mCherry was an excellent choice for visualization of infected cells in situ due to the low natural fluorescence of biological samples corresponding to its visual spectrum. The mCherry signal was sufficiently above the autofluorescence background with limited photobleaching to detect both the cell bodies and the axons of many infected neurons in the tissue. Further improvement to our strategy would include having an even stronger signal to noise ratio for the multiphoton fluorescent imaging. One approach would be the use of the RFP tdTomato, for which the gene is a duplicated mTomato ORF in tandem and in frame. This intramolecular dimer is three times more brilliant than mCherry, and has been detected as deep as 1 cm within tissues, making it ideal for the study of viral dissemination within an experimental animal [51].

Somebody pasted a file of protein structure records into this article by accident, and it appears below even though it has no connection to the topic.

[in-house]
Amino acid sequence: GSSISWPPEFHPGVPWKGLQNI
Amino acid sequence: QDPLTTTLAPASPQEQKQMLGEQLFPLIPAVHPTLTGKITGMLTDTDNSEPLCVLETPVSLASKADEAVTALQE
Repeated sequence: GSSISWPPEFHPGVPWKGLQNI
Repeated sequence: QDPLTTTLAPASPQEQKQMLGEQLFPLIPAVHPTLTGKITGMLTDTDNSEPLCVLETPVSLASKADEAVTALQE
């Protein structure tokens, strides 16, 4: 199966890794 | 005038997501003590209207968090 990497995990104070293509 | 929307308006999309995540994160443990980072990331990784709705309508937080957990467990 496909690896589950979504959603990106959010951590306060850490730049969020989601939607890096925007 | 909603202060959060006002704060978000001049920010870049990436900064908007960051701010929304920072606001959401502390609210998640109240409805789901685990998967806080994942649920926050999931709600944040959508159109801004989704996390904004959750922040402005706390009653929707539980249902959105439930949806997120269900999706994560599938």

Finally, using the sectioning power of our microscopy platform, we recreated a three-dimensional projection of an ROI deep within the unfixed TG where infected neurons were located. In this projection, infected neurons and axons could be observed in relation to their native environment. From there, we were able to select ROIs to analyze in more detail combining fluorescence and CARS microscopy techniques. Our results demonstrate the potential of multimodal non-linear optical microscopy for studying viral infection and pathogenesis in whole tissues by combining data acquired through different imaging modalities. Furthermore, because CARS imaging is particularly well suited to studying demyelinating diseases, our platform would be ideal for investigating hypotheses of virus-induced demyelination among other virus-induced neuropathologies. Although our experiments were conducted on explanted tissue, our ability to accomplish this imaging without fixatives, stains or sectioning of the tissue demonstrates the potential for applications in in vivo imaging. Future improvements to the system include strategies to increase the signal to background ratio of CARS signals in biological samples, and the use of brighter intrinsically fluorescent proteins that, nevertheless, do not emit at a wavelength corresponding to high autofluorescence in different tissues.